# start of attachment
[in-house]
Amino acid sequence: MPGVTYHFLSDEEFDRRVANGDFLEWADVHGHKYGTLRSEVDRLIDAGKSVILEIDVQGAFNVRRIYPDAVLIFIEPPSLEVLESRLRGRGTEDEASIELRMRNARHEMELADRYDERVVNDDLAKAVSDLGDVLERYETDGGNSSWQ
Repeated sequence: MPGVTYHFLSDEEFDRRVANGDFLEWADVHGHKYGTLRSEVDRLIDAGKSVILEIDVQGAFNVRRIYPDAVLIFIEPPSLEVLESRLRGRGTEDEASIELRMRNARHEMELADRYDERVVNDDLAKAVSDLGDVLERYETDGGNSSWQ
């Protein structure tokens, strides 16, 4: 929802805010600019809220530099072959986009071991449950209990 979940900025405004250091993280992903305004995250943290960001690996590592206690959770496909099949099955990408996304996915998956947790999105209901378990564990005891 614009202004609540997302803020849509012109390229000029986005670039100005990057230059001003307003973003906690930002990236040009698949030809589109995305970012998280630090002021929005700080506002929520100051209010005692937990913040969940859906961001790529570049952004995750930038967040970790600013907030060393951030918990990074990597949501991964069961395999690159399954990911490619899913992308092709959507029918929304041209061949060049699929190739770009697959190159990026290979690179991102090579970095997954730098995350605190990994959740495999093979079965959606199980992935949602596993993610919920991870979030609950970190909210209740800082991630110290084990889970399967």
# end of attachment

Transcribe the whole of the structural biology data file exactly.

[in-house]
Amino acid sequence: MPGVTYHFLSDEEFDRRVANGDFLEWADVHGHKYGTLRSEVDRLIDAGKSVILEIDVQGAFNVRRIYPDAVLIFIEPPSLEVLESRLRGRGTEDEASIELRMRNARHEMELADRYDERVVNDDLAKAVSDLGDVLERYETDGGNSSWQ
Repeated sequence: MPGVTYHFLSDEEFDRRVANGDFLEWADVHGHKYGTLRSEVDRLIDAGKSVILEIDVQGAFNVRRIYPDAVLIFIEPPSLEVLESRLRGRGTEDEASIELRMRNARHEMELADRYDERVVNDDLAKAVSDLGDVLERYETDGGNSSWQ
């Protein structure tokens, strides 16, 4: 929802805010600019809220530099072959986009071991449950209990 979940900025405004250091993280992903305004995250943290960001690996590592206690959770496909099949099955990408996304996915998956947790999105209901378990564990005891 614009202004609540997302803020849509012109390229000029986005670039100005990057230059001003307003973003906690930002990236040009698949030809589109995305970012998280630090002021929005700080506002929520100051209010005692937990913040969940859906961001790529570049952004995750930038967040970790600013907030060393951030918990990074990597949501991964069961395999690159399954990911490619899913992308092709959507029918929304041209061949060049699929190739770009697959190159990026290979690179991102090579970095997954730098995350605190990994959740495999093979079965959606199980992935949602596993993610919920991870979030609950970190909210209740800082991630110290084990889970399967």